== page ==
There are two certainties in life – death and taxes. While both are unavoidable, at least the taxes issue can be managed. Managing taxes and business finances in general takes detailed information. Considering how most small businesses get their start with business bookkeeping and accounting, it’s no surprise that information gathering becomes one of the most time-consuming and frustrating tasks around tax time. Fixing the problem from the beginning and implementing a system to manage the detailed information the business needs on an ongoing basis is key to avoiding the rush as well as building a business information framework that might span the life of the business entity. Yet fixing the problem for this year’s tax information gathering is relatively simple compared to figuring out how to format, retain, and continuously collect and compile new data for analysis throughout the life of the business.
In order to understand how to address the problem, it is important to understand the evolution of business accounting. Not how the concepts or practices have evolved, but how technology has (or has not) been applied to certain problems, and where the gaps are.
The first things a new business owner generally does is get a business license, get a computer, and run down to the discount store to buy a copy of QuickBooks or maybe Microsoft Excel. Now, this business owner isn’t necessarily prepared to properly handle the accounting for the business, but he understands that he has to do something. Keeping a check register, at the minimum, lets him know how much money is in the bank. And that’s what it’s all about for the small business person – cash flow and cash availability. But the focus on the checkbook frequently causes the business to postpone implementing deeper, more beneficial processes.
With a focus on the checkbook, the business manages cash by counting payments out and receipts in. But the nature of the payment or the receipt is the true question that must be answered and accounted for. It is surprising how many businesses still keep ledger cards – those manual 3×5’s in a box – where customer and vendor information is kept. It is a simple method, and provides the business a way to keep individual account records. But the fact that this detail information is not part of an integrated system creates a greater potential for lost or inaccurate data. Further, the greater the volume the more difficult and error-prone managing the information becomes.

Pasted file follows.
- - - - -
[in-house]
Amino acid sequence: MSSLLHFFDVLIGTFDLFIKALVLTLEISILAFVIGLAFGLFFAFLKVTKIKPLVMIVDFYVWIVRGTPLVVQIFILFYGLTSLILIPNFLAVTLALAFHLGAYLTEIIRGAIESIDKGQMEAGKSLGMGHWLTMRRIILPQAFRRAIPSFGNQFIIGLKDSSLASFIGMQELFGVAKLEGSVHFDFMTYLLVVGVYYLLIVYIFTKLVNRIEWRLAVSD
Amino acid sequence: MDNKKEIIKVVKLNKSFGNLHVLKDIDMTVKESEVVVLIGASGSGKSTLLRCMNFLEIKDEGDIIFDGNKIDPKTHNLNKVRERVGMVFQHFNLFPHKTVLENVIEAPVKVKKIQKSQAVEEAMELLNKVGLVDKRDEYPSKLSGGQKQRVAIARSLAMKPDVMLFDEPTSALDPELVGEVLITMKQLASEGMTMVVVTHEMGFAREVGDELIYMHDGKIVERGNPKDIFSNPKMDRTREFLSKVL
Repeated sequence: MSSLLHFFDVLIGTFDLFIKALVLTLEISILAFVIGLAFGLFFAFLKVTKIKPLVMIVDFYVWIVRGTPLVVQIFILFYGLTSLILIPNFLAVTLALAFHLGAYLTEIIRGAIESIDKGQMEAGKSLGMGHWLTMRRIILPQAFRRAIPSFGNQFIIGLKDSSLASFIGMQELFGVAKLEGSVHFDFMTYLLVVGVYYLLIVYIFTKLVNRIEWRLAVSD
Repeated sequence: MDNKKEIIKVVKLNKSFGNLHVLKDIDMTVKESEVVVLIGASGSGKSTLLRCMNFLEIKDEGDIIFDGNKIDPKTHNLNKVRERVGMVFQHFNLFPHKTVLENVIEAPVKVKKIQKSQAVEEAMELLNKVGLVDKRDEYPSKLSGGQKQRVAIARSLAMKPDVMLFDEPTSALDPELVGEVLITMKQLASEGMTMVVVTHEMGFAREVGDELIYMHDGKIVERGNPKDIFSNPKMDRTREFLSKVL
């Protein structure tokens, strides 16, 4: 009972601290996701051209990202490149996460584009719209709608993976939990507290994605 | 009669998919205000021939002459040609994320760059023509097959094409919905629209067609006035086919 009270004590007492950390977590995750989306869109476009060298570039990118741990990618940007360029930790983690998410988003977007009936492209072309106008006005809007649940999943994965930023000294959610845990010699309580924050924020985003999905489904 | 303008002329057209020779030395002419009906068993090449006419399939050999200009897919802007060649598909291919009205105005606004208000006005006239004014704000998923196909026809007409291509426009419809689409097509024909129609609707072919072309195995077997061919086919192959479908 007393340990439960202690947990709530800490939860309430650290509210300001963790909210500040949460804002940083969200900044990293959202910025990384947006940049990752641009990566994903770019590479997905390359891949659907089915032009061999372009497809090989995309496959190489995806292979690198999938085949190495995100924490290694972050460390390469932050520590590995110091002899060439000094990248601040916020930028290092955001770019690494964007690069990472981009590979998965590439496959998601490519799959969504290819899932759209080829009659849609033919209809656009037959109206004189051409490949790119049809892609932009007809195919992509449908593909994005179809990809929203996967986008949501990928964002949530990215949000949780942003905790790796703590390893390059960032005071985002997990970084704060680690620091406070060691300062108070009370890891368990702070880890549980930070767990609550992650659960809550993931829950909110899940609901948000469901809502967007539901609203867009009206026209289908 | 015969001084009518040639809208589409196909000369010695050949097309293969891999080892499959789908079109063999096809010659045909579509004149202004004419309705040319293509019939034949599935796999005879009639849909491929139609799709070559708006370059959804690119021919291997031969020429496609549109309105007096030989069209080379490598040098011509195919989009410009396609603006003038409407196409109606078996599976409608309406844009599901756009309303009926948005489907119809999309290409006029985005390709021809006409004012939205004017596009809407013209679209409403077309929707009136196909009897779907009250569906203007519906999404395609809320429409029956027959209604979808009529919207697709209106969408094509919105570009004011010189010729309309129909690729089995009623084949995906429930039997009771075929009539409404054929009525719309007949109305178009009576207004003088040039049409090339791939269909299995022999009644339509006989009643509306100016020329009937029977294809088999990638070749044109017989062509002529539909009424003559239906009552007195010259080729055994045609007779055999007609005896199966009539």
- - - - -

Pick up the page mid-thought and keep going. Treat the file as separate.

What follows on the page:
It is at this point that the business seeks to find a more comprehensive means to manage the additional business data. This is another buying decision the business owner must make, introducing a new system which can handle the additional activities around accounts receivable, accounts payable, inventory and sales orders, etc. The business was already keeping track of products or services, customers and vendors. But here we are at a step where new systems and processes must be introduced. Although a belated effort, this after-the-fact implementation of customer, vendor and item tracking now establishes the means to manage more business activities as part of an integrated system.
The difficulty comes in loading the historic information and learning new systems. Depending on volume, the quality of the manually kept data, etc., it may be determined that historic transaction details are not to be entered. So, the business moves forward with a better system for managing business activities and data, but loses the value of the early transaction detail.
Volume and Growth
The business has implemented an accounting system which helps to keep track of customers, vendors, items, and cash. More detailed processes are introduced as the business requirement grows – offering perhaps more specific information on costs of certain products, or summaries of customer purchases or item sales activity. This data provides a much more informed basis for business decision-making, but also impacts the systems as the volume of data to be managed grows.
Growth may present itself in many ways – growth in the number of products or services offered, growth in the number of transactions processed regularly, growth in the dollar value of transactions, or growth in the number of employees who need access to the system. All of these areas impact the ability of the system to continue to support the business requirements. Quite frequently, a certain “density of data” is reached and the current system is not able to efficiently manipulate and manage the volume. Here again is another buying decision. Can the existing system be expanded to handle the additional volume? Or must a new system yet again be introduced? The business process requirements may not have changed, but the earlier choice of systems may cause a forced change simply due to business volume or number of users.
The frustrations of changing business systems are compounded the further into the business life cycle the change comes. Much of the historic intelligence of the business is derived from the earlier days of operation; data which reflects the stages and activities of the business over time. When a business reaches a point where data volumes force a systems change, a worst-case scenario occurs: The volume of historic data is too great for the current system, and loading it into a new system takes a huge amount of time and effort. Unfortunately, this task often proves too daunting for the company, so again valuable historic detail information is lost and summary information is loaded into the new system.
Operationally Specific Systems